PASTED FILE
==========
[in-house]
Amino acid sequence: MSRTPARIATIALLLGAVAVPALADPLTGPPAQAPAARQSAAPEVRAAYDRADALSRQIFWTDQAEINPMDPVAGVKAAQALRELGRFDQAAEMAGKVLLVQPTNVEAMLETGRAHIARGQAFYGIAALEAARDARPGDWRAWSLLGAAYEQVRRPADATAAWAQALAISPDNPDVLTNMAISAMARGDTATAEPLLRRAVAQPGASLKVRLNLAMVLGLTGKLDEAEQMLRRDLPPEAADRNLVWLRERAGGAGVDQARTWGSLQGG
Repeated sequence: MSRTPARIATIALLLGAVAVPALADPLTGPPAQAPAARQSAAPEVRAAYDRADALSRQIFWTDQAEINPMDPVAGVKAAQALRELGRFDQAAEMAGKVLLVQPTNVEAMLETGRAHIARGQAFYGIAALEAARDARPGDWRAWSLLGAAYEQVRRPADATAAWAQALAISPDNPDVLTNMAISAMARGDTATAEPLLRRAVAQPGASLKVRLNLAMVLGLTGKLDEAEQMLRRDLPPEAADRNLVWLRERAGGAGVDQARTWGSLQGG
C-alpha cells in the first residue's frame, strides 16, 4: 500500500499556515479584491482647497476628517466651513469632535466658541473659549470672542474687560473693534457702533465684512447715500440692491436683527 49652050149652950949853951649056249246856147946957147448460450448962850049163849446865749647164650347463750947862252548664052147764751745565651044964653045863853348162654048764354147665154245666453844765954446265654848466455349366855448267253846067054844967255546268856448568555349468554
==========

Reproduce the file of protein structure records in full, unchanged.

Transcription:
[in-house]
Amino acid sequence: MSRTPARIATIALLLGAVAVPALADPLTGPPAQAPAARQSAAPEVRAAYDRADALSRQIFWTDQAEINPMDPVAGVKAAQALRELGRFDQAAEMAGKVLLVQPTNVEAMLETGRAHIARGQAFYGIAALEAARDARPGDWRAWSLLGAAYEQVRRPADATAAWAQALAISPDNPDVLTNMAISAMARGDTATAEPLLRRAVAQPGASLKVRLNLAMVLGLTGKLDEAEQMLRRDLPPEAADRNLVWLRERAGGAGVDQARTWGSLQGG
Repeated sequence: MSRTPARIATIALLLGAVAVPALADPLTGPPAQAPAARQSAAPEVRAAYDRADALSRQIFWTDQAEINPMDPVAGVKAAQALRELGRFDQAAEMAGKVLLVQPTNVEAMLETGRAHIARGQAFYGIAALEAARDARPGDWRAWSLLGAAYEQVRRPADATAAWAQALAISPDNPDVLTNMAISAMARGDTATAEPLLRRAVAQPGASLKVRLNLAMVLGLTGKLDEAEQMLRRDLPPEAADRNLVWLRERAGGAGVDQARTWGSLQGG
C-alpha cells in the first residue's frame, strides 16, 4: 500500500499556515479584491482647497476628517466651513469632535466658541473659549470672542474687560473693534457702533465684512447715500440692491436683527 49652050149652950949853951649056249246856147946957147448460450448962850049163849446865749647164650347463750947862252548664052147764751745565651044964653045863853348162654048764354147665154245666453844765954446265654848466455349366855448267253846067054844967255546268856448568555349468554